You’ve created your own YouTube masterpiece, and after three weeks, it has 137 views.
While the number is gratifying, if you’re like many first-time content producers, you are probably wondering how to improve the viewership… beyond 10,000. Or a million. Or ten million.
While there is no way to predict certain success, you can improve the chances of your video going viral. Most of these are common sense, but are often forgotten:
1) Use an emotional lever. People love to share emotions, so if you give them an experience – not just the facts – the video will more likely be shared. Identify the precise emotional reaction you want the video to elicit – love, sympathy, humor, disgust, rage, inspiration, etc – and then deliver that experience.
2) Use all of the tools: Not everyone may have Steven Spielberg’s eye, but here are some of the moving parts that you may be able to control: script, actors, lighting, camera angles, music, text overlays, and video title. A simple change in music, for example, can completely change the mindset of the viewer.
3) Be original: Viral videos are the ultimate reality TV; viewers are looking for the new and the different. If you produce yet another me-too video, there will be no reason to pass it around. And if it is in-your-face commercial (‘buy this product’), it too will die an early death.
4) Authenticity: The consuming public, led by the teenage crowd, can smell a fake a mile away. If your viral video looks manufactured, and viewers think that you are trying to “con” them into sharing it, then one of two things can happen: the video will die and no one will know, or the video will be ridiculed as fake, and everyone will know.
5) Fill in your Meta data: Beyond uploading the video and giving it a relevant name, there are many other fields that contain descriptive information about the video. Fill every single one of them out, using keyword-rich language. YouTube is the second-most used search engine in the world, and completing the meta data will directly help the video be found.
6) Promote the video: Virality can be best defined by a 1980’s-era shampoo commercial – “she told to friends, who told two friends, who told two friends, and so on, and so on, and so on”. Promoting the video means that you are kick-starting the viral process by sharing it quickly with a far wider audience, who can all tell their friends, and so on. This kick-start can happen through advertising (online and offline), an email blast, Social Media posts, or other methods. Virality has a tipping point: once a certain number of people are sharing your video, the diffusion of your video to even more people almost becomes automatic. If you are able to do this based exclusively on your personal reach, then all the better. (In the publishing world, your reach is referred to as your platform).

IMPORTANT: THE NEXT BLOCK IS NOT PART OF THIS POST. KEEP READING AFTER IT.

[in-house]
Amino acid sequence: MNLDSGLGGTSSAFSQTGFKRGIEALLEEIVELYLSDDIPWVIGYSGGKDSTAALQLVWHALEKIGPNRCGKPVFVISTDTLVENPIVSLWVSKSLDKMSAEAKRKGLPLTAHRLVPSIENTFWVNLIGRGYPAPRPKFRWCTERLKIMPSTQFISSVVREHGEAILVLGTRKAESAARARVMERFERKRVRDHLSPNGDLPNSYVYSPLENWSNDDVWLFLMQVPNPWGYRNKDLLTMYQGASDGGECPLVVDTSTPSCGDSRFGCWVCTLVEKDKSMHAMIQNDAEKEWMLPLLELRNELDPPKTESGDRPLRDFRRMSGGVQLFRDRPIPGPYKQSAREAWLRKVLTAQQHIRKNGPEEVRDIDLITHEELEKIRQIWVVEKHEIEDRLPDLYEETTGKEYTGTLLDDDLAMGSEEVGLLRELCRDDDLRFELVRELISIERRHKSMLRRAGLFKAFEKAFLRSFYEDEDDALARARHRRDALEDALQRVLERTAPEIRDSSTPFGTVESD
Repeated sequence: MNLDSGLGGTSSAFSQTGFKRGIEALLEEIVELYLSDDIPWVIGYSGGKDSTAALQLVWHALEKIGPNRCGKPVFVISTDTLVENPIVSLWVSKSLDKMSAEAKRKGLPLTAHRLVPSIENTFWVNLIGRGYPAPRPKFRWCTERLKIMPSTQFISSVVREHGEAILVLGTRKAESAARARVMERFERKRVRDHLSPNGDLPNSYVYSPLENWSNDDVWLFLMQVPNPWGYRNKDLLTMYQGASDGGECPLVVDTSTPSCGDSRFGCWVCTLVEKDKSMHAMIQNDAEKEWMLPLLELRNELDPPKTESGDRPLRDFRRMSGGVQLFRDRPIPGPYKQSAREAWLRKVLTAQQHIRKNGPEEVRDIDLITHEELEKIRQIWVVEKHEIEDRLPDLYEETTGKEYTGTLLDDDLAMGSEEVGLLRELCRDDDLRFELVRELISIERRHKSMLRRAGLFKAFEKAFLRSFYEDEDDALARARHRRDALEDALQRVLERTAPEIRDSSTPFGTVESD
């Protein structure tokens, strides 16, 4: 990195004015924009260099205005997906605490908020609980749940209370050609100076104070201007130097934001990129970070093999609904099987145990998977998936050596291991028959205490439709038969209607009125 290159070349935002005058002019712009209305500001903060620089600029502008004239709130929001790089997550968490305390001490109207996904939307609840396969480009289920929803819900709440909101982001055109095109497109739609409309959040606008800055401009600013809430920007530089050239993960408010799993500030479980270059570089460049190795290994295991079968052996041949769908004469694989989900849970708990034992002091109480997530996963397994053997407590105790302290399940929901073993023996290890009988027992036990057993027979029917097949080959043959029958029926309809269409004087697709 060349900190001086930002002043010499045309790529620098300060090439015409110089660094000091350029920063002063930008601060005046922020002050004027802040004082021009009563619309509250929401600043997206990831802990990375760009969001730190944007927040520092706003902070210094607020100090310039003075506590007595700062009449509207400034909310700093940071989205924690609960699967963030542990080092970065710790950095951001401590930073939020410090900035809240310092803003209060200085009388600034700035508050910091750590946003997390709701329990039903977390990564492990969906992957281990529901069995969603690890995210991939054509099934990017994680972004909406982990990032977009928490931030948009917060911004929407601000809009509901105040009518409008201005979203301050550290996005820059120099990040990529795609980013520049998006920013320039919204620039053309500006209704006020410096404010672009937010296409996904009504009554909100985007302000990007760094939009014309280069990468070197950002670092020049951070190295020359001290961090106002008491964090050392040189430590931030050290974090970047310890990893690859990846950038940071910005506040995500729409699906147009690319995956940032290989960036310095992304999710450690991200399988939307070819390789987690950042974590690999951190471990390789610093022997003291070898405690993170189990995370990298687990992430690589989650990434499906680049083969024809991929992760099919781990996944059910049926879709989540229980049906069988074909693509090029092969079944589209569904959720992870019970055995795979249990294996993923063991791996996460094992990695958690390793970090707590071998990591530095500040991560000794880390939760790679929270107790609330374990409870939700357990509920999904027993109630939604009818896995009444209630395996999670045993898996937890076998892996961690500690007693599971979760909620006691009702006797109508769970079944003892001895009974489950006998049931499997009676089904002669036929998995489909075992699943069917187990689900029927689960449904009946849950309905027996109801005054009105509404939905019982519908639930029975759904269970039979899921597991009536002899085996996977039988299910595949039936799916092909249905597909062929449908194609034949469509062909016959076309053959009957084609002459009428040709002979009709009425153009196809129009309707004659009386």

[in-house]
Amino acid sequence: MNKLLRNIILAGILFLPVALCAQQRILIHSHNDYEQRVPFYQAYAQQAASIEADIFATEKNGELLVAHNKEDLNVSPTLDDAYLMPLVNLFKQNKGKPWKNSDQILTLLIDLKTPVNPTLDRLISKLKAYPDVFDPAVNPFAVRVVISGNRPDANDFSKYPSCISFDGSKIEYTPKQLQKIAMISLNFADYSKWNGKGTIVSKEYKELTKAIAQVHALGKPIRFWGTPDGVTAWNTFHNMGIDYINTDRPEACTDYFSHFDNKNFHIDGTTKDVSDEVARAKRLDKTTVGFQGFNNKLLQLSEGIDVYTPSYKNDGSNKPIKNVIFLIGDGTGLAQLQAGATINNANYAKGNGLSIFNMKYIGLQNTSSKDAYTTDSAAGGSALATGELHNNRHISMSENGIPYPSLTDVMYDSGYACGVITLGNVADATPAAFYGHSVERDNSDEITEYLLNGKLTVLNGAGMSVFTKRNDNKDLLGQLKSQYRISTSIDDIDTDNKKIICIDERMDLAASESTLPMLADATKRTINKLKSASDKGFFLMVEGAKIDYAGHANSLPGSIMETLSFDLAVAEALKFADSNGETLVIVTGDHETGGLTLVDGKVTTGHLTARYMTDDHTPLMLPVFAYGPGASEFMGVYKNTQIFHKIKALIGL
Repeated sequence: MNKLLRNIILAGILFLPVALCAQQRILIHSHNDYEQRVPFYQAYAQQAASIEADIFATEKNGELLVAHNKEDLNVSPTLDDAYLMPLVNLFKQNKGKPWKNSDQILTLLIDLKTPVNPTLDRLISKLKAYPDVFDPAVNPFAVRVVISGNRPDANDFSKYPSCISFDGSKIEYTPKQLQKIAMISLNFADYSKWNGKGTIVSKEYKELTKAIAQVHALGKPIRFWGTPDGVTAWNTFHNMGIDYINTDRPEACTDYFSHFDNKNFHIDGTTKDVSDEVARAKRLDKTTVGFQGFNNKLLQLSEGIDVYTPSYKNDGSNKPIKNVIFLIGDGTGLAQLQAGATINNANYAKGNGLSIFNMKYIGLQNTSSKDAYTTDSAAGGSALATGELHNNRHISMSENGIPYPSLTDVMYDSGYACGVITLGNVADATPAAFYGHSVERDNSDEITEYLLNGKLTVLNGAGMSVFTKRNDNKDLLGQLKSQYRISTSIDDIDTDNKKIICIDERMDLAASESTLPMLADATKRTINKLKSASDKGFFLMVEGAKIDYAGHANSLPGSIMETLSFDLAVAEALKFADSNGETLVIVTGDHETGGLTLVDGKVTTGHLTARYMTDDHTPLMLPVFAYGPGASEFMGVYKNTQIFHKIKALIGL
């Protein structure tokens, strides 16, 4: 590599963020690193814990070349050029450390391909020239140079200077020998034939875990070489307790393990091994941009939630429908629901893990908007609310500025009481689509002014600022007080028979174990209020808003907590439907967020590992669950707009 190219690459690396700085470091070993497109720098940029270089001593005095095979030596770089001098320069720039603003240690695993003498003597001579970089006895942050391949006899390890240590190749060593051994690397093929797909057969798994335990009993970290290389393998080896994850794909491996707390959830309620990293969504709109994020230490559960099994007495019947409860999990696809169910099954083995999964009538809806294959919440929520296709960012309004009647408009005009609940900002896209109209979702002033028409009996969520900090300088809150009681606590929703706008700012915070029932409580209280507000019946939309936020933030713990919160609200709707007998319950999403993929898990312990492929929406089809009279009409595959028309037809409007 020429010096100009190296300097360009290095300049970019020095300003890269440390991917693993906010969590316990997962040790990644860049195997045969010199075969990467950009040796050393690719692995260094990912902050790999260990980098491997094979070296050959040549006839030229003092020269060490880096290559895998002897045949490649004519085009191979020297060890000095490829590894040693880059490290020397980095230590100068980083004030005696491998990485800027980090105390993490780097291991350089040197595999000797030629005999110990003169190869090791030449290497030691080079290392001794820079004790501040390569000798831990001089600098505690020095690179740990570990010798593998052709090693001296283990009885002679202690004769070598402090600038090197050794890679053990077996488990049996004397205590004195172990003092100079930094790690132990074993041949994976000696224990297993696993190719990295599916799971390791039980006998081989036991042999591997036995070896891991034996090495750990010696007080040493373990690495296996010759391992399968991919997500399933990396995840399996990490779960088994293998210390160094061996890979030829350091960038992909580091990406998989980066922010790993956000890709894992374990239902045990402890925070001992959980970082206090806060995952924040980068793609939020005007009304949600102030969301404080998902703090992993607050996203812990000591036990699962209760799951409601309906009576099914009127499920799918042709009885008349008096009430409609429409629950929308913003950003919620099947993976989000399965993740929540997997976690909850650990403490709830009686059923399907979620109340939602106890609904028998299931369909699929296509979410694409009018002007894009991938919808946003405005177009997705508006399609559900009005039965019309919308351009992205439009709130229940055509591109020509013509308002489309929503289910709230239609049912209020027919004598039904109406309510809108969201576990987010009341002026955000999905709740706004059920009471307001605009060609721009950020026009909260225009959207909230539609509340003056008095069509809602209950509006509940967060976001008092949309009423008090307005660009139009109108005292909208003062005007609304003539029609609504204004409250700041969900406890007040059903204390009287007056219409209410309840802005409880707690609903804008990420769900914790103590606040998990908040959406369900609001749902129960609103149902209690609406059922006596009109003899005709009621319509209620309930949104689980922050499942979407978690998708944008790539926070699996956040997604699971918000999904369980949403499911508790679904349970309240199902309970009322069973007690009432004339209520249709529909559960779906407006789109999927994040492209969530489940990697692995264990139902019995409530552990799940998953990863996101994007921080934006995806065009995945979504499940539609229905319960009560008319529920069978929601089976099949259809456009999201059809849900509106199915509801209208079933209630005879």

7) Look for a break-out event: Often, it is an external stimulus that causes the virality to happen. Examples include:
- The video is showcased in mainstream media (TV, Radio, Newspaper, etc)
- A popular blogger embeds the video in a post
- A celebrity broadcasts the link to their followers
- A speaker shares the video with their audience
- A company puts the link in or on their products.
If you are able to arrange for one of these, then the probability of success is far higher.
8) Look beyond YouTube: While this site is the biggest, it isn’t the only place people watch videos. It may be that interest picks up on other sites first. Here are a few to consider: Facebook, Vimeo, VodPod, and Blip.
9) Know your rights: The use of others’ copyrighted material without their permission (film clips, brand names, logos, music, etc) might mean that the video is automatically prevented from playing – a sure way to kill virality.
A quick look at YouTube’s hottest videos, and you can’t help but feel staggered by the number of views that each has. Following these pointers won’t guarantee a viral hit, but ignoring them will guarantee obscurity.
This week’s action item: While not everyone may be interested in producing video, these viral concepts can be used to help you spread your ideas – and your influence – considerably. This week, apply at least one of these concepts to your best idea, and see where it goes.